The latest threat came from Israel's deputy Defense Minister Zeev Boim, who warned that Israel ought to consider carrying out military action against targets inside Syria.
"The rule is that anybody who deals with terror against Israel is a target," Boim said during an interview with the Israeli state-run radio on Thursday.
He further suggested that any military strike against Syria would be a "mere message to the Syrians" and wouldn't "cause a conflagration".
"I believe that it is possible to carry out these attacks by correct selection of targets, in the correct dosage, placing the red lines that must be placed, without thinking in terms of massive conflagration, which certainly is not in our interests," he said.
Syrian Foreign Minister Faruq al-Shara said on Thursday that the "launching of premature Israeli threats against Syria lacks the least degrees of credibility or evidence".
Boim's remarks followed a plethora of statements by Israeli political and military officials, warning that Israel should or would attack Syria in reprisal for Tuesday's attack in Beir al-Saba.
Israel claims to be in the possession of "intelligence information" linking Syria to the Hamas cell that carried out the attack.
However, Palestinian resistance sources said Tuesday's attack, which killed and injured scores of Israelis, was in retaliation to Israel's killing of two prominent Palestinian resistance leaders earlier this year.
However, observers in Israel and the Occupied Territories are reluctant to give Israel the benefit of the doubt in this regard because Israel has not apprehended the members of the cell.
Israel's main piece of "evidence" so far is the fact that Syria hosts an information office for Hamas and that some Hamas representatives visit Syria from time to time.
Syria, which is in a state of war with Israel and whose Golan Heights are still occupied by the Israeli army, doesn't hide its support for the Palestinian struggle for freedom from Israeli occupation.
However, the Syrians repeatedly denied Israeli and US allegations that Palestinian resistance operations against Israel were being masterminded and planned on Syrian territory.
The bus bombings were the first
Hamas strike in Israel for months
Israel seems intent on using the issue of Syria's alleged culpability in Tuesday's bus bombing as a pretext to mobilise US and European pressure on Damascus.
Effecting this campaign, Israeli officials have been in contact with the Netherlands, which assumes the rotating presidency of the European Union, in an effort to get the EU to condemn Syria.
Moreover, Israel and its powerful supporters in Washington, are reportedly planning to present "intelligence information" indicting Syria, which Israel hopes would push the Bush administration to further escalate pressure on Damascus.
The US is already working through the UN Security Council for a resolution denouncing Syria for interfering in Lebanese internal affairs and demanding the withdrawal of Syrian troops from the country.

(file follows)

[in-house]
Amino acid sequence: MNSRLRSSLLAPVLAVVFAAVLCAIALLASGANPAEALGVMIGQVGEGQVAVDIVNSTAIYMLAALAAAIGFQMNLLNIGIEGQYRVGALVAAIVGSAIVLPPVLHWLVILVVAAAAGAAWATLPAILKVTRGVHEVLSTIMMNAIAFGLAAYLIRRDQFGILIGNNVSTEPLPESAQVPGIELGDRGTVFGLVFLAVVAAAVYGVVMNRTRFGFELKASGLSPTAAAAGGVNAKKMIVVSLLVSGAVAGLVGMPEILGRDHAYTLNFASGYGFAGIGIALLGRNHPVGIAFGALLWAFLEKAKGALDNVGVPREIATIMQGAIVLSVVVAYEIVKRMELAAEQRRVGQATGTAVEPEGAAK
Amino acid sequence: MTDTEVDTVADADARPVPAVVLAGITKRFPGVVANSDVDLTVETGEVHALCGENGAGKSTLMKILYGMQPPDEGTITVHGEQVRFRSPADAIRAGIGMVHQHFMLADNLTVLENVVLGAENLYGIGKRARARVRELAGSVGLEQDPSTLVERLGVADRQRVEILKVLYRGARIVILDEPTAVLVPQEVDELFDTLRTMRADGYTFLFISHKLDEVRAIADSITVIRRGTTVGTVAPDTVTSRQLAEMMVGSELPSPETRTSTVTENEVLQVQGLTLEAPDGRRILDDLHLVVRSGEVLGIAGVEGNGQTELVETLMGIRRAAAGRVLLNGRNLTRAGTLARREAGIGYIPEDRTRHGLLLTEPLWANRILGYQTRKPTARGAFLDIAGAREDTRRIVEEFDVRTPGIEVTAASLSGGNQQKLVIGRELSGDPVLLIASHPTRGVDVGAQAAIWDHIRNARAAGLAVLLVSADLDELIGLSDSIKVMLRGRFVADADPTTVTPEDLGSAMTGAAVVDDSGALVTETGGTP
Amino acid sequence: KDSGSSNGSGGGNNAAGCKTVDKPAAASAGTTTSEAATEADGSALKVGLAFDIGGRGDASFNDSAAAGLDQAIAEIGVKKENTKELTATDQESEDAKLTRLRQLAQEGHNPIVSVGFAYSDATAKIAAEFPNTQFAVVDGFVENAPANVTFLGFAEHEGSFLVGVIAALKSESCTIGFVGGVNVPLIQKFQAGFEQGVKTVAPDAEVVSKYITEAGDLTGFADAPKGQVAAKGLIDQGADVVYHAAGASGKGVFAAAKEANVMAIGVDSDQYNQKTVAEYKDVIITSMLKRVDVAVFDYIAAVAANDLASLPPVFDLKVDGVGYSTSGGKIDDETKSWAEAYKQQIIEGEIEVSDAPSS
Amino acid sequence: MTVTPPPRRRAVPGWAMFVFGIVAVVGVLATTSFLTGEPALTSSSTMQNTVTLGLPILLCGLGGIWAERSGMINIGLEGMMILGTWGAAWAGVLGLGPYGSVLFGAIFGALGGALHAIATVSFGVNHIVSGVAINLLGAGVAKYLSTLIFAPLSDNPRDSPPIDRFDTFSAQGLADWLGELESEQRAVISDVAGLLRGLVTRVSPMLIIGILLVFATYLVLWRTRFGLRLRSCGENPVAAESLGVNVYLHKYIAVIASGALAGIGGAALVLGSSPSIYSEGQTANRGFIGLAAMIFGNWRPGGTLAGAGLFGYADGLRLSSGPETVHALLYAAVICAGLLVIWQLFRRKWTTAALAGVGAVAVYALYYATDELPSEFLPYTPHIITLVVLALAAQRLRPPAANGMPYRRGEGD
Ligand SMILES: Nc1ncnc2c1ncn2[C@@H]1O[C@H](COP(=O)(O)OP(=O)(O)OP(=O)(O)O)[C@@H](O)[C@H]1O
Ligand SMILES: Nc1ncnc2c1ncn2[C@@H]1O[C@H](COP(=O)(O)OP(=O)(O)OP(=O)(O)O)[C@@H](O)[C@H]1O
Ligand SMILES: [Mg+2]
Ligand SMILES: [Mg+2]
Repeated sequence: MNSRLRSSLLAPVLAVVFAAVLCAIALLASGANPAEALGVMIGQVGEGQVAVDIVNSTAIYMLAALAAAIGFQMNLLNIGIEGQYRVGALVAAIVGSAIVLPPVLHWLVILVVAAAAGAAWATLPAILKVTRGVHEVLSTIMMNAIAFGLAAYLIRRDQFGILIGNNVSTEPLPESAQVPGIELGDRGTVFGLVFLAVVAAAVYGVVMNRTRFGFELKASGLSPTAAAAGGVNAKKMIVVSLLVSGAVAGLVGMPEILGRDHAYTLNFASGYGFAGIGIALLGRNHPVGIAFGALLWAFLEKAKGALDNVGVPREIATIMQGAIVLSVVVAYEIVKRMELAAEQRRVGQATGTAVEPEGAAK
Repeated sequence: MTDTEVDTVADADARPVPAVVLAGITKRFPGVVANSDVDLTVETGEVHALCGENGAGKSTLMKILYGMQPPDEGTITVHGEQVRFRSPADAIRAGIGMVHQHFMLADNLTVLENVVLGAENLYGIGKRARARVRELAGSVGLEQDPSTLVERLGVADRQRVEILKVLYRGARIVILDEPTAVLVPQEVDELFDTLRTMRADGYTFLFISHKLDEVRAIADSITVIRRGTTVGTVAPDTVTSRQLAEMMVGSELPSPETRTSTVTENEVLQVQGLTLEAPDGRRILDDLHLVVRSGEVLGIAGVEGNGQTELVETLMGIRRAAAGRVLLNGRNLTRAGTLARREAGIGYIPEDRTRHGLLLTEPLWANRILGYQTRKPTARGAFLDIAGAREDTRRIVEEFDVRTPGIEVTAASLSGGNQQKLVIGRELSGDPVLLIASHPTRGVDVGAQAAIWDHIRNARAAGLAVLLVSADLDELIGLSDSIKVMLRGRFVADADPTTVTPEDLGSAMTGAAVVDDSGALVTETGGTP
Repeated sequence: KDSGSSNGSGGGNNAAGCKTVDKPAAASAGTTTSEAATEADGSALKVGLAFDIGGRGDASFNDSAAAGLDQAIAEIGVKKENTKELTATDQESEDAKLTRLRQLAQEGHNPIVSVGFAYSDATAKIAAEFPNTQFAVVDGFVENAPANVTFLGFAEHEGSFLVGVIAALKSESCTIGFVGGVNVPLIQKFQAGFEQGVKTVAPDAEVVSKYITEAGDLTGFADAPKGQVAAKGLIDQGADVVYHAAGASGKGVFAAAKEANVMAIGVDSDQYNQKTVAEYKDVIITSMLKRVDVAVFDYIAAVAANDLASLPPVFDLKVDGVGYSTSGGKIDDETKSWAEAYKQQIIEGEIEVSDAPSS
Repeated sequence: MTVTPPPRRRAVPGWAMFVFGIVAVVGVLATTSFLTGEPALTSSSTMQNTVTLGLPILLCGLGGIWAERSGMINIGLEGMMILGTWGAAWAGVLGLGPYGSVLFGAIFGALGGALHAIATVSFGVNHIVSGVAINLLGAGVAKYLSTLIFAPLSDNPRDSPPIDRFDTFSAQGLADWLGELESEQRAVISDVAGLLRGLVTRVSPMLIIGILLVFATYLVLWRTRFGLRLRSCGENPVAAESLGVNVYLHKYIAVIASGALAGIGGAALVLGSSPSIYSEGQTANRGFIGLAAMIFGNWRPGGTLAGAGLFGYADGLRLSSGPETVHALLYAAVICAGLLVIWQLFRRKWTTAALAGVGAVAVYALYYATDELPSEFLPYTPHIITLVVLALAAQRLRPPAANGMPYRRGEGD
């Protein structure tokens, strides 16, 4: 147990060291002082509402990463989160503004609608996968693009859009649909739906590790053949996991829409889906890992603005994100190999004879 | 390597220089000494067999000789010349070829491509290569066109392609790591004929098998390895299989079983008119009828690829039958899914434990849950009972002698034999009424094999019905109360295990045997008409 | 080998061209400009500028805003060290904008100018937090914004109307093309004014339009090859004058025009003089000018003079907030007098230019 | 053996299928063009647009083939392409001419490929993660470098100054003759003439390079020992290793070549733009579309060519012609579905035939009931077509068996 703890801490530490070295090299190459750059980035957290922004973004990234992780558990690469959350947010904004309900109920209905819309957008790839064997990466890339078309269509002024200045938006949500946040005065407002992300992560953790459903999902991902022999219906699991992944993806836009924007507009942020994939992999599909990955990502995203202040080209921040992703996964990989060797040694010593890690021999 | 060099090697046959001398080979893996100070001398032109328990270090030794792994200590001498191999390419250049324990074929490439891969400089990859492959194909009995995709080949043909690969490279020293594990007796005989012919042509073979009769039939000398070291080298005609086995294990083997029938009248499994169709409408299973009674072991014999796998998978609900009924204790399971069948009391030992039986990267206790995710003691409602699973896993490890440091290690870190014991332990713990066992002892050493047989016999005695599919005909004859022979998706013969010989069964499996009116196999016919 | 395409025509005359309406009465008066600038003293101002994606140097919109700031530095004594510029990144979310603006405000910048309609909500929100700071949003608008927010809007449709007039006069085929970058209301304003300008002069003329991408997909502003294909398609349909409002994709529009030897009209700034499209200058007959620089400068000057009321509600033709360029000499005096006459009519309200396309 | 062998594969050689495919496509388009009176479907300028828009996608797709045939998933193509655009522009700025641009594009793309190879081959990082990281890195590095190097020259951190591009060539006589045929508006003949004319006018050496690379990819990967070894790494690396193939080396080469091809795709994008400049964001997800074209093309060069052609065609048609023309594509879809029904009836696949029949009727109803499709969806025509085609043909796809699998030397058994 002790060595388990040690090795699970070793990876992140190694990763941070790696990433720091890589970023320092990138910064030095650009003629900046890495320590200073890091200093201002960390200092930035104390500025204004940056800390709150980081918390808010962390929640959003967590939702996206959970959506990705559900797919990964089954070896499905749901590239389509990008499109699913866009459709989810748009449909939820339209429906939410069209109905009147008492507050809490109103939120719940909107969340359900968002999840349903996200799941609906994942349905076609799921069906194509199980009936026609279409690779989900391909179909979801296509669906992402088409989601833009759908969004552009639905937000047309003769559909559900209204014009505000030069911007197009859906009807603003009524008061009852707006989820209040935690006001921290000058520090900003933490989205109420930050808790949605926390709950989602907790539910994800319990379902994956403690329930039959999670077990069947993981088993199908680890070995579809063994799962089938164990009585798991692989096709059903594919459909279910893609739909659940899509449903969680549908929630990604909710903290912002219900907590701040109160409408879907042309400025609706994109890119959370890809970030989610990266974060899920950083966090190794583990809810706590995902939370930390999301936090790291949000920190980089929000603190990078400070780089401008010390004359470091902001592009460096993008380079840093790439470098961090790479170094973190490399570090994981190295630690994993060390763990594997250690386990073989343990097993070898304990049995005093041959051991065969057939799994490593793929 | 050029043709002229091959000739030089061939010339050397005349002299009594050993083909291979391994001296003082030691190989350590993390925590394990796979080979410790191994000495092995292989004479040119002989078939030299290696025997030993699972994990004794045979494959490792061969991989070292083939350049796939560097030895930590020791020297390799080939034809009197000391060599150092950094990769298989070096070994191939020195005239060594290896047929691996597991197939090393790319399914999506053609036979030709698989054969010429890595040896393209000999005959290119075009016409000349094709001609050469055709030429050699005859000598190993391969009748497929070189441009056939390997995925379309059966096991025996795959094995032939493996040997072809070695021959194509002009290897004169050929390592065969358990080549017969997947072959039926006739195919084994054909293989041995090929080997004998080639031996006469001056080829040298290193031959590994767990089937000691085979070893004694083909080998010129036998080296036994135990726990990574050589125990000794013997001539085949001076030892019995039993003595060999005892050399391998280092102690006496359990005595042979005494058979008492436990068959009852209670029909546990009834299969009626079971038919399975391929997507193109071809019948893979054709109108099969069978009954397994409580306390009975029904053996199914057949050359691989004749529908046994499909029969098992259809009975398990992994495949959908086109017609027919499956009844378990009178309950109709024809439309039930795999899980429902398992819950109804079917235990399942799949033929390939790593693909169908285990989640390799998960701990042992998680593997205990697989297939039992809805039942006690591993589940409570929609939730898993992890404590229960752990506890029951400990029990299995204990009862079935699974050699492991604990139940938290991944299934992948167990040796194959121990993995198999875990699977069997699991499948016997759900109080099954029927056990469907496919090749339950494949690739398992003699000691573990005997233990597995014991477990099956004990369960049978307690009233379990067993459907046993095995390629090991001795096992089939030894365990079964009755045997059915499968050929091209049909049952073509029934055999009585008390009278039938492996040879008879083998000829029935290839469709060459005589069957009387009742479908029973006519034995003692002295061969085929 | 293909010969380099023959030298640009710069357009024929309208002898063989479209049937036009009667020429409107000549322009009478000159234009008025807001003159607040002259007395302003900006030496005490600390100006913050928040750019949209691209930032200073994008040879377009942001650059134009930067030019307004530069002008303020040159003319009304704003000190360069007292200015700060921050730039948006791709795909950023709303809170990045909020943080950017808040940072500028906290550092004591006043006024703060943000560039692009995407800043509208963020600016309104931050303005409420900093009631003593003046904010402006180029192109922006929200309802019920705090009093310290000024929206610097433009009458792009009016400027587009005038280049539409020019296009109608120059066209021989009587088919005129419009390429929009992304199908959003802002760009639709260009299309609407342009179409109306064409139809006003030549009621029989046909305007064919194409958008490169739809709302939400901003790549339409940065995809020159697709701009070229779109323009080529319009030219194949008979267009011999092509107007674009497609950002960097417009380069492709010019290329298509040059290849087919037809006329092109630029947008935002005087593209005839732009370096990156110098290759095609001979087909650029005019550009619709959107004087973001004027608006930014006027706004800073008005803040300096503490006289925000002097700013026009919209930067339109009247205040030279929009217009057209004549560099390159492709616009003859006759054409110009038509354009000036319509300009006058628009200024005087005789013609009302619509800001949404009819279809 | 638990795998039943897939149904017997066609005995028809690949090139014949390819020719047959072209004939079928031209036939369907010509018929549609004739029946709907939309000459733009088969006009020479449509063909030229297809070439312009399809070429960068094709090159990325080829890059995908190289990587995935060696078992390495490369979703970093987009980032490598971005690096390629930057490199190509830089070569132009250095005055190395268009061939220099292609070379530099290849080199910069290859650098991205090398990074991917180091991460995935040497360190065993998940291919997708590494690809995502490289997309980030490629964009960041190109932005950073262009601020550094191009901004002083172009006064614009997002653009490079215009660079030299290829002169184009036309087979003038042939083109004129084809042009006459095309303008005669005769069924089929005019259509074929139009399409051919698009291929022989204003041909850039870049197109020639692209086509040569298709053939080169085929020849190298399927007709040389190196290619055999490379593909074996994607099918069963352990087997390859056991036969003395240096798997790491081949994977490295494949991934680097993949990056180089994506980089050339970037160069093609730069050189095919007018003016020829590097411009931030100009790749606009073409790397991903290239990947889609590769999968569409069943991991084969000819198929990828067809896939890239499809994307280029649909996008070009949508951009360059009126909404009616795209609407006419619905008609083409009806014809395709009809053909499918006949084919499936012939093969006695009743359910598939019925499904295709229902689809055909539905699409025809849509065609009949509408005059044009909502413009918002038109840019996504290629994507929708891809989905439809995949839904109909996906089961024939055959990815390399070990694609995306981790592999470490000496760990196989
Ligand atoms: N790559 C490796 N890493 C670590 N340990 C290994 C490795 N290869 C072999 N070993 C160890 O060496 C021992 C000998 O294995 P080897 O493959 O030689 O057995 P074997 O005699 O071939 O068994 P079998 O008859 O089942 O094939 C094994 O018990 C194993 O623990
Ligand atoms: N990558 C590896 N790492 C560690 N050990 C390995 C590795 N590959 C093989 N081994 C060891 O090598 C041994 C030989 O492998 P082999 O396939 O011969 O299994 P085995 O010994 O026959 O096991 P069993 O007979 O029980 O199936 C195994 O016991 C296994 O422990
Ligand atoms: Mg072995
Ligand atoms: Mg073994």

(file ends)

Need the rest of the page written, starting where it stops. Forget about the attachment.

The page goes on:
Syria and Hamas have denied Israeli accusations that the Damascus-based Hamas office masterminded the bus-bombing attack in Beir al Saba.
On Wednesday, Hamas officials in the West Bank labeled the accusations a "cheap distraction".
Syria has also rejected the accusations, vowing to respond to any kind to any "Israeli adventure".
Israel carried out an air strike on an erstwhile training camp belonging to an expatriate Palestinian resistance group outside Damascus last year.
Syria, whose military inferiority vis-à-vis Israel has further worsened following the US occupation of Iraq, did not retaliate then, saying Syria would not be dragged into a military confrontation with Israel and would choose the right time and place for a response.
Faruq al-Sharaa says Israeli
threats lack credibility
However, the Syrians have hinted that any Israeli attack on Syria this time will be addressed.
The most likely scenario of a Syrian response to a possible Israeli attack would be to let Hizb Allah or Hamas retaliate on Syria's behalf.
Hamas has already warned that the movement would target Israeli targets abroad if Israel targeted Hamas' foreign-based leaders, including the Damascus-based representatives.
Hamas said the bus-bombing attack in Beir al Saba was a long-delayed retaliation for the assassination by Israel earlier this year of Hamas's two top leaders, Shaikh Ahmad Yasin and his successor Abd al-Aziz al Rantisi.
Hamas officials have also cited the killing by Israel of hundreds of Palestinians, most of them innocent civilians, during the five months preceding the latest bombing in Southern Israel, when neither Hamas nor any other Palestinian resistance group carried out any human-bombing attack against Israel.
Israel military sources say they have captured dozens of would-be bombers in the past few months, but has not provided evidence to support such claims.